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Brokers hit out at Hong Kong Stock Exchange trading proposals

New rules would automatically suspend shares of companies with adverse auditor comments

The Hong Kong Stock Exchange has proposed automatic trading suspensions for companies that have negative opinions from their auditors appended to their financial reports.   © Reuters

HONG KONG -- Hong Kong stockbrokers have raised the alarm over new rules proposed by the city's stock exchange operator that would automatically suspend trading in companies whose auditors have issued unfavorable comments on their financial statements.

The Hong Kong Securities Association, an industry group with more than 1,100 members from roughly 350 companies representing more than 70% of the city's stockbrokers, says the rules would curtail investors' freedom of action, potentially damaging the value of their holdings.

Auditors' opinions or disclaimers are "information that investors should look at and assess for themselves," said Jeffrey Chan, permanent honorary president and a director of HKSA. "It shouldn't automatically be linked up with a suspension."

Hong Kong Exchanges & Clearing has proposed that listed companies with a disclaimer or an adverse opinion -- indicating serious concerns -- from their auditors on preliminary annual results be suspended until the issues have been addressed.

The exchange, which says that 43 listed companies published statements for the 2017 financial year with a disclaimer or adverse opinion, solicited feedback on the proposals for a two-month period that ended Friday.

"The proposed rule changes as set out in the consultation aim to offer enhanced investor protections and form part of the exchange’s ongoing commitment to maintaining the quality and reputation of the Hong Kong market,” a spokesperson for HKEX said on Wednesday.

The stock exchange earlier this year announced new rules to delist companies whose shares have been suspended for 18 months. Some market watchers have warned that the proposed unfavorable comments rules could lead to some companies being delisted. This could harm investors and leave them holding shares of little value.

"The result of this corporate euthanasia is to penalize minority shareholders who might have had at least some recovery of their investment if the company had been able to work through its difficulties," said independent shareholder activist David Webb in a report.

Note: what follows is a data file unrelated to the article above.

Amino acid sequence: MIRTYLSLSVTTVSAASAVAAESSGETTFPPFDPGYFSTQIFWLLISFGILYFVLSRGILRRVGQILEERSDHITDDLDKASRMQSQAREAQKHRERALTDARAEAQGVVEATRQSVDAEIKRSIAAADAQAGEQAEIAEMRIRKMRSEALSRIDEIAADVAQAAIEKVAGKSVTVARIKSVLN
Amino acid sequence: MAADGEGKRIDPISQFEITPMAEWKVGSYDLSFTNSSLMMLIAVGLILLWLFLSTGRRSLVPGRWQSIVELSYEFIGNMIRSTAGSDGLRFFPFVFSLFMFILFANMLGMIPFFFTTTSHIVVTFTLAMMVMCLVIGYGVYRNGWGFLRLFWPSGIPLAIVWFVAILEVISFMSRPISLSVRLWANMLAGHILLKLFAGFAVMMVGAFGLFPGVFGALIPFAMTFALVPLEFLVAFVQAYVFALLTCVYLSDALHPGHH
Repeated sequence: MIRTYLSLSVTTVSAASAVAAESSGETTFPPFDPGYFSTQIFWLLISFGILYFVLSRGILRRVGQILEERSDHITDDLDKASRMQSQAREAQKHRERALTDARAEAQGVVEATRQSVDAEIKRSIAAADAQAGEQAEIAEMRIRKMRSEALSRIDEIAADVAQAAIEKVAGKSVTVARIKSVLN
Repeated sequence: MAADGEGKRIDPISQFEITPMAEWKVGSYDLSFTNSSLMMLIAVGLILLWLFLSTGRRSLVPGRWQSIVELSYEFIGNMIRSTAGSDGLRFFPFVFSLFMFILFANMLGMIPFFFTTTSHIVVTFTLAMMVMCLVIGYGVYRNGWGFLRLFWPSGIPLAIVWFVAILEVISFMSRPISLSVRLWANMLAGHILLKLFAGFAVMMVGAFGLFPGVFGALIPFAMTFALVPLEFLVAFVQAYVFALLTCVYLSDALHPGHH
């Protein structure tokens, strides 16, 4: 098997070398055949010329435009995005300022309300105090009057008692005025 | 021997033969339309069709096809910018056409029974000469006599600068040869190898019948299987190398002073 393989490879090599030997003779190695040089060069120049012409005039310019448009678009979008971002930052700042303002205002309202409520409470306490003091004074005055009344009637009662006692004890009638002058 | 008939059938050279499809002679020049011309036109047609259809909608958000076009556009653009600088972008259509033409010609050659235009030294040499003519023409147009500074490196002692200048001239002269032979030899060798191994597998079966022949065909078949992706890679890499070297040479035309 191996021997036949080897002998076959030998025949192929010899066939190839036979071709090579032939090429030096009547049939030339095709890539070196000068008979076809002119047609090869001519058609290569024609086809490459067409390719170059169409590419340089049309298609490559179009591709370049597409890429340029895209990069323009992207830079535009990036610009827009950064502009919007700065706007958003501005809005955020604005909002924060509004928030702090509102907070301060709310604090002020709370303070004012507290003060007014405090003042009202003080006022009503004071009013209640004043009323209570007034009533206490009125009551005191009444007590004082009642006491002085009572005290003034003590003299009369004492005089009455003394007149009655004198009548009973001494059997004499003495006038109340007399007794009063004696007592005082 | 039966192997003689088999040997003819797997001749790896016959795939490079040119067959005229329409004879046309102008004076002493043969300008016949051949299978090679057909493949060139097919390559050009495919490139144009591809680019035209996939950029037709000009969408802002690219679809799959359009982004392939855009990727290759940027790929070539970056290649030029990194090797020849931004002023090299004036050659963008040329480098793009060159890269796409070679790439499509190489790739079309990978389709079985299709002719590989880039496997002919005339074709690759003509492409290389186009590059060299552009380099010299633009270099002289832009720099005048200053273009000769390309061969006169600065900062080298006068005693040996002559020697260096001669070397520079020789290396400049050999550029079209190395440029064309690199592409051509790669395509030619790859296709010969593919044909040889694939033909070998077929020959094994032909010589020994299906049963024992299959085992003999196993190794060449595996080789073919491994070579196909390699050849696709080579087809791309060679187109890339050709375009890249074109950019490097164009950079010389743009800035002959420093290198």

Alexander Que, a partner at law firm Deacons who specializes in corporate finance, noted that the exchange's proposals seek to "improve the reputation and quality of the market," but he questioned the need for the disclaimer rules.

Such disclaimers or adverse opinions, Que noted, become public once they are issued. "So do you really need to protect those investors or potential shareholders in those companies?"

However, Lyndon Chao, managing director of the Asia Securities Industry & Financial Markets Association, said the exchange had "been very proactive in terms of trying to meet market needs.”

The exchange viewed the proposed rules “as protecting investors and keeping the standards high and giving them the confidence to invest,” Chao said.

But Chan and others have suggested that companies may be inclined to hire auditors that are "more user-friendly" in order to avoid a possible trading suspension, but an official with an accounting organization stressed that the proposed changes will not change auditing standards and compliance.

"Despite the potential consequences to listed issuers as a result of the proposed rule changes, auditors' roles and responsibilities do not change," said Paul Lau, chairman of the auditing and assurance standards committee at the Hong Kong Institute of Certified Public Accountants, which has more than 42,000 members. "We will continue to execute the audits with diligence and form our audit opinions in accordance with the auditing standards."

Chan also notes that an auditor's report is just one piece of information that investors use when making investment decisions. Others include a company's fundamentals, its sector, and the investor's own appetite for risk.

If a stock is suspended and eventually delisted, the exchange is "depriving investors this right to make an investment decision," Chan said.

"Hong Kong is a fairly mature market -- we call ourselves an international financial center," he said. "I think we do not need this kind of parental regulation. I think the investors should be able to make the decision themselves."

The proposed rules will apply to preliminary results announcements for the financial year ending on or after Dec. 31, 2019.

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